US journalists analysed the King’s coronation, noting its rarity in recent British history and how King Charles III may face more challenges as some Commonwealth countries seek to become republics and end their ties with the monarchy.

📌 The main points...

  • U.S. media appears to have a clearer perspective on the May 6 coronation than decolonised counterparts elsewhere.
  • The King’s coronation is seen as a rare ritual in modern British history that occurs roughly every 70 years.
  • American journalists situate the monarchy as both a curio and a familiar celebrity.
  • Other American journalists call King Charles III Britain’s first post-colonial monarch.

I s it the distance that comes with time — after all, America kicked the British out some 200 years before India and other colonised countries — but the American media appears to be a great deal more clear-eyed about the May 6 coronation than some of its decolonised/decolonising counterparts elsewhere.

Ahead of the coronation, one American journalist correctly described it as a ritual in modern British history that was so rare, “it last occurred 70 years ago, roughly the wait between sightings of Halley’s Comet.”

Nice one. It deftly situates the monarchy where it should be — somewhere between curio and a familiar, if rather twee celebrity.

Soon after the Halley’s Comet comment, another American journalist suggested that it may be King Charles III’s lot to be “Britain’s first post-colonial monarch”. This was a smart observation but not Smart Aleck-y, a propensity that is sometimes observed in the outpourings from decolonised/decolonising outposts of the former British Raj.

Instead, the American journalist (who, incidentally, is of Indian ethnicity) saw the trajectory of recent events as significant. He noted Charles’ presence — and public remarks — in the Caribbean nation of Barbados as it became a republic and dropped Queen Elizabeth II as its head of state.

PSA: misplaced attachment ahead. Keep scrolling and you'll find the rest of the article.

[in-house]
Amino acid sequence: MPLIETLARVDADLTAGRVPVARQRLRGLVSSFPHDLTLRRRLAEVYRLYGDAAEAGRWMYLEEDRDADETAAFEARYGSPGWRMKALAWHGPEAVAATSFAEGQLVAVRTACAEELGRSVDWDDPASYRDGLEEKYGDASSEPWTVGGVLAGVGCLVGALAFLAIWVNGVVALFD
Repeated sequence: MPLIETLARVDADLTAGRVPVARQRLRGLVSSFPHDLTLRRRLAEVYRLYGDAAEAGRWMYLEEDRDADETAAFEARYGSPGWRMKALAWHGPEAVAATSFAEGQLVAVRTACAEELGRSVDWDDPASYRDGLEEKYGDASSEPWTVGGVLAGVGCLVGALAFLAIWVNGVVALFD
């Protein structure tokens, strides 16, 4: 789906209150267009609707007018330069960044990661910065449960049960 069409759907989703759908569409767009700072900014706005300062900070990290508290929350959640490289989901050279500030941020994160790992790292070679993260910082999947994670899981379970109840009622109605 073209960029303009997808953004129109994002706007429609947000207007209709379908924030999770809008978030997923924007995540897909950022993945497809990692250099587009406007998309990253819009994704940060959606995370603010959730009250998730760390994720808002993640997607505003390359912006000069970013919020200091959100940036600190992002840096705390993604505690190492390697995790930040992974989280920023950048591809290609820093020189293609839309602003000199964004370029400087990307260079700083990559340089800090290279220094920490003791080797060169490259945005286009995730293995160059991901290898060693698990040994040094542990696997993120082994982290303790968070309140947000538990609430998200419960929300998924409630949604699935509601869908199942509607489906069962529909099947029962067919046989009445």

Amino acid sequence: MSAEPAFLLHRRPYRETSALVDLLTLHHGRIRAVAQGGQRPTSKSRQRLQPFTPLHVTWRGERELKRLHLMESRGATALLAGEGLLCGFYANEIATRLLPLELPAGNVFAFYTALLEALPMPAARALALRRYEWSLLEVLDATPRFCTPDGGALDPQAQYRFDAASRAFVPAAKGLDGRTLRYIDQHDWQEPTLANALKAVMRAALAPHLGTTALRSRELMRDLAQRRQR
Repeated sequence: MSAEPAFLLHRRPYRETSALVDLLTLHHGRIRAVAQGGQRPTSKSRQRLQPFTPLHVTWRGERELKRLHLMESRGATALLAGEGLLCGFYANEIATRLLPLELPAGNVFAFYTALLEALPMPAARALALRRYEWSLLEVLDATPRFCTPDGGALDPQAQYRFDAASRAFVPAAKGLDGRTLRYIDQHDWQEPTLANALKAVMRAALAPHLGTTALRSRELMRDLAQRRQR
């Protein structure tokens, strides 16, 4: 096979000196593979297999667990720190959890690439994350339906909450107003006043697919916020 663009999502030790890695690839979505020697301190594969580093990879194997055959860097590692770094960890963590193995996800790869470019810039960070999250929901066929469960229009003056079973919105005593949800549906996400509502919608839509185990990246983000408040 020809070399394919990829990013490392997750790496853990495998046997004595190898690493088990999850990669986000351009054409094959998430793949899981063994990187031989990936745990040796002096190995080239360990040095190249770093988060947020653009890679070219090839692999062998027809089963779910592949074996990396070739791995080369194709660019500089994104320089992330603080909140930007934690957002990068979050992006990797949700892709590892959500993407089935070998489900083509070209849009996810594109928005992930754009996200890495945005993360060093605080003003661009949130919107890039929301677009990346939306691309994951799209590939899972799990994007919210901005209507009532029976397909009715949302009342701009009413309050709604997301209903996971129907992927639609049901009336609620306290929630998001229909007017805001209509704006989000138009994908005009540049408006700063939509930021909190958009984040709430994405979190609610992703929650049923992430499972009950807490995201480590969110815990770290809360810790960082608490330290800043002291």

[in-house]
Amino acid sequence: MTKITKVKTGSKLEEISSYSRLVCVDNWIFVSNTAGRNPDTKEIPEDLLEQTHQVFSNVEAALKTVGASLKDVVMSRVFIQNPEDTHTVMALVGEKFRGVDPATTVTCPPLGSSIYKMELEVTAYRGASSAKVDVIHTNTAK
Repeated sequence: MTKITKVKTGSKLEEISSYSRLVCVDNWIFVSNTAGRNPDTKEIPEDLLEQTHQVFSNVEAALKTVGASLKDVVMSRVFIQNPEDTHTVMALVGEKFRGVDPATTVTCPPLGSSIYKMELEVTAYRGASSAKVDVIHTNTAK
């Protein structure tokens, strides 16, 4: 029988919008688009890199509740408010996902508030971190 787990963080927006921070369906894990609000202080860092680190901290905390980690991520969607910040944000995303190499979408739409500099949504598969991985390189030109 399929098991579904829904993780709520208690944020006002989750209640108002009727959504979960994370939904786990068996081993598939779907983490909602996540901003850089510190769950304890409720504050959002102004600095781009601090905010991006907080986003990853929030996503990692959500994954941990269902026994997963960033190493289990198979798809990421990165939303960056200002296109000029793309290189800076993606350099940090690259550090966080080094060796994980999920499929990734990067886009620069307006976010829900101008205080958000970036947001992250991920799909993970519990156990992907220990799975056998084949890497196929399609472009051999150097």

At the time Charles said:

“From the darkest days of our past, and the appalling atrocity of slavery, which forever stains our histories, the people of this island [Barbados] forged their path with extraordinary fortitude. Emancipation, self-government and independence were your waypoints. Freedom, justice and self-determination have been your guides.”

It’s a moot point how many more such speeches will he have to deliver in his lifetime. Jamaica and Belize have already said they plan to start down the path of de-royalising their identity and processes of governance. Even Canada, Australia and New Zealand — the white Commonwealth — are treading carefully. King Charles won’t feature on Australia’s new five-dollar note, for instance.

The implications, as the American journalist identified, are profound.

“If Elizabeth represented a post-imperial monarch — the Windsor who stoically watched the British Empire shrink decade-by-decade — Charles could be Britain’s first post-colonial royal — the king who sloughs off the faded trappings of empire and directly acknowledges (if not necessarily apologizes for) a deep legacy of injustice.”

He may be on to something there. That said, no need to get over-excited about the whole world dumping the British monarch as head of state. King Charles, remember, remains head of state of 14 former colonies — eight in the Caribbean, three Pacific islands, Australia, Canada and New Zealand.)

PMP Magazine


Rashmee Roshan Lall, Journalist by trade & inclination. World affairs columnist.


Text: This piece was originally published in Medium and re-published in PMP Magazine on 8 May 2023, with the author’s consent. | The author writes in a personal capacity.
Cover: Adobe Stock/Golden_hind.

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